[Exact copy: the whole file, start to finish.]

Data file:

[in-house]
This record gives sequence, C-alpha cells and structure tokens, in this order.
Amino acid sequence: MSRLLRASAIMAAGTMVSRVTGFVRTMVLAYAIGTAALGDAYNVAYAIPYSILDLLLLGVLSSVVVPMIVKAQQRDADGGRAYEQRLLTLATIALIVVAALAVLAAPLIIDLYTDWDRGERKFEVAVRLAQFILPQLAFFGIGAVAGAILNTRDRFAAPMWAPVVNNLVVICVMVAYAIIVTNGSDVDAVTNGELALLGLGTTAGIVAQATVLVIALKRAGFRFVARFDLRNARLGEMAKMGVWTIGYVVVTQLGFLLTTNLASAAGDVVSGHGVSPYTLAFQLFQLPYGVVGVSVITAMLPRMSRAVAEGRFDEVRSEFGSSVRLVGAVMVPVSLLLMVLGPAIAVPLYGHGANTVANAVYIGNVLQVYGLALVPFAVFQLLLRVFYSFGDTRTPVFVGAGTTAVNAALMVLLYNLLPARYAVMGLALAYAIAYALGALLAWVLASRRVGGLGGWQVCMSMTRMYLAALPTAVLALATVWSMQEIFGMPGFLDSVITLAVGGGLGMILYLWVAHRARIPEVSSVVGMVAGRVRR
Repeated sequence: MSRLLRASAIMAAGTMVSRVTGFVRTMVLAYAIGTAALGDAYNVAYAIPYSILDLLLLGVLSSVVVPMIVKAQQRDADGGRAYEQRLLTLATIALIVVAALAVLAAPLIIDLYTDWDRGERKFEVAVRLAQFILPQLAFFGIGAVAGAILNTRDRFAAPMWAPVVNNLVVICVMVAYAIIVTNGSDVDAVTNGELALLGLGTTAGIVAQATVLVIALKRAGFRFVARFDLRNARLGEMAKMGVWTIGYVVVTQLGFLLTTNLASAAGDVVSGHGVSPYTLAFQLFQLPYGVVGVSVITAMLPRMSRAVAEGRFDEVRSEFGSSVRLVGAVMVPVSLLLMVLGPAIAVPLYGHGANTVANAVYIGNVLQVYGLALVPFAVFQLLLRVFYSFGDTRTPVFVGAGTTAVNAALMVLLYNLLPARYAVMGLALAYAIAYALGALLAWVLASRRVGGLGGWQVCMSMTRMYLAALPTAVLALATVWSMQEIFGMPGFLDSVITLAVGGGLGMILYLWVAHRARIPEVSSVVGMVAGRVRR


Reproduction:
[in-house]
This record gives sequence, C-alpha cells and structure tokens, in this order.
Amino acid sequence: MSRLLRASAIMAAGTMVSRVTGFVRTMVLAYAIGTAALGDAYNVAYAIPYSILDLLLLGVLSSVVVPMIVKAQQRDADGGRAYEQRLLTLATIALIVVAALAVLAAPLIIDLYTDWDRGERKFEVAVRLAQFILPQLAFFGIGAVAGAILNTRDRFAAPMWAPVVNNLVVICVMVAYAIIVTNGSDVDAVTNGELALLGLGTTAGIVAQATVLVIALKRAGFRFVARFDLRNARLGEMAKMGVWTIGYVVVTQLGFLLTTNLASAAGDVVSGHGVSPYTLAFQLFQLPYGVVGVSVITAMLPRMSRAVAEGRFDEVRSEFGSSVRLVGAVMVPVSLLLMVLGPAIAVPLYGHGANTVANAVYIGNVLQVYGLALVPFAVFQLLLRVFYSFGDTRTPVFVGAGTTAVNAALMVLLYNLLPARYAVMGLALAYAIAYALGALLAWVLASRRVGGLGGWQVCMSMTRMYLAALPTAVLALATVWSMQEIFGMPGFLDSVITLAVGGGLGMILYLWVAHRARIPEVSSVVGMVAGRVRR
Repeated sequence: MSRLLRASAIMAAGTMVSRVTGFVRTMVLAYAIGTAALGDAYNVAYAIPYSILDLLLLGVLSSVVVPMIVKAQQRDADGGRAYEQRLLTLATIALIVVAALAVLAAPLIIDLYTDWDRGERKFEVAVRLAQFILPQLAFFGIGAVAGAILNTRDRFAAPMWAPVVNNLVVICVMVAYAIIVTNGSDVDAVTNGELALLGLGTTAGIVAQATVLVIALKRAGFRFVARFDLRNARLGEMAKMGVWTIGYVVVTQLGFLLTTNLASAAGDVVSGHGVSPYTLAFQLFQLPYGVVGVSVITAMLPRMSRAVAEGRFDEVRSEFGSSVRLVGAVMVPVSLLLMVLGPAIAVPLYGHGANTVANAVYIGNVLQVYGLALVPFAVFQLLLRVFYSFGDTRTPVFVGAGTTAVNAALMVLLYNLLPARYAVMGLALAYAIAYALGALLAWVLASRRVGGLGGWQVCMSMTRMYLAALPTAVLALATVWSMQEIFGMPGFLDSVITLAVGGGLGMILYLWVAHRARIPEVSSVVGMVAGRVRR